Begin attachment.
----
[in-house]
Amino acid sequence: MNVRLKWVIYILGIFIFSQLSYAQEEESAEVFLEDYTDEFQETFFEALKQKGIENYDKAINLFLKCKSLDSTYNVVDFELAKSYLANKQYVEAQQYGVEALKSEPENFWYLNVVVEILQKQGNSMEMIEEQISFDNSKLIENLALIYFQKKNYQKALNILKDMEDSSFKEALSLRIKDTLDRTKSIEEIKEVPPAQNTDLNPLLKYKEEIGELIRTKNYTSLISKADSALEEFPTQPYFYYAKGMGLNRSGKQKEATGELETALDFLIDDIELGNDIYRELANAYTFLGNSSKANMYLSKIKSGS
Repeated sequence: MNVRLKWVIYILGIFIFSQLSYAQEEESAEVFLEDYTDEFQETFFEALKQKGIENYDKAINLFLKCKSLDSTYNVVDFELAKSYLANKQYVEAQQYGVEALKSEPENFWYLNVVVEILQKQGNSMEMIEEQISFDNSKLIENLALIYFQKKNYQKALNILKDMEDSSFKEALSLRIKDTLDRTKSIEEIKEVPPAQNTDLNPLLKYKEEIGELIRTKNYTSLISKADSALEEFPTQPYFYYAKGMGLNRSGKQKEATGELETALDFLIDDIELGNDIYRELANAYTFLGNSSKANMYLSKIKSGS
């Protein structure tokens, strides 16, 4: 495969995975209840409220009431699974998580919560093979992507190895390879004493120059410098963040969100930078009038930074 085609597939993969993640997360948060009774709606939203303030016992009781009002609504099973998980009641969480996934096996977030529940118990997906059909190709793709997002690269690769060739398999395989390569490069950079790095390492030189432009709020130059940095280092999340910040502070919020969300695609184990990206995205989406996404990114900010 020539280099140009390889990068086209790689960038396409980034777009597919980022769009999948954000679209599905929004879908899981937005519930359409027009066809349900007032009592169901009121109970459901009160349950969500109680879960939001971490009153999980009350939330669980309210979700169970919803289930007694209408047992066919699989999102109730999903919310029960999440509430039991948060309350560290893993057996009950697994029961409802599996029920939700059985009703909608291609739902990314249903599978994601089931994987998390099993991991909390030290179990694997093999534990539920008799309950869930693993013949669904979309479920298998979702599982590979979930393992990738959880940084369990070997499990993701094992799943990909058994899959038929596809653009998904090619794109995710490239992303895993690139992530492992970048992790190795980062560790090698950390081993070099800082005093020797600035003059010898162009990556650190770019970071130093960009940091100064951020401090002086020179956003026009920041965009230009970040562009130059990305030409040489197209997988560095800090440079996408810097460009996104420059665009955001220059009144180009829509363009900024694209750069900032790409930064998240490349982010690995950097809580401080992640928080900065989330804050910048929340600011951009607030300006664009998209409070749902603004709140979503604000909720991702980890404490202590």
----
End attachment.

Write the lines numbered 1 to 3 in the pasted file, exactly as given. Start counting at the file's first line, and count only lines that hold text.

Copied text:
[in-house]
Amino acid sequence: MNVRLKWVIYILGIFIFSQLSYAQEEESAEVFLEDYTDEFQETFFEALKQKGIENYDKAINLFLKCKSLDSTYNVVDFELAKSYLANKQYVEAQQYGVEALKSEPENFWYLNVVVEILQKQGNSMEMIEEQISFDNSKLIENLALIYFQKKNYQKALNILKDMEDSSFKEALSLRIKDTLDRTKSIEEIKEVPPAQNTDLNPLLKYKEEIGELIRTKNYTSLISKADSALEEFPTQPYFYYAKGMGLNRSGKQKEATGELETALDFLIDDIELGNDIYRELANAYTFLGNSSKANMYLSKIKSGS
Repeated sequence: MNVRLKWVIYILGIFIFSQLSYAQEEESAEVFLEDYTDEFQETFFEALKQKGIENYDKAINLFLKCKSLDSTYNVVDFELAKSYLANKQYVEAQQYGVEALKSEPENFWYLNVVVEILQKQGNSMEMIEEQISFDNSKLIENLALIYFQKKNYQKALNILKDMEDSSFKEALSLRIKDTLDRTKSIEEIKEVPPAQNTDLNPLLKYKEEIGELIRTKNYTSLISKADSALEEFPTQPYFYYAKGMGLNRSGKQKEATGELETALDFLIDDIELGNDIYRELANAYTFLGNSSKANMYLSKIKSGS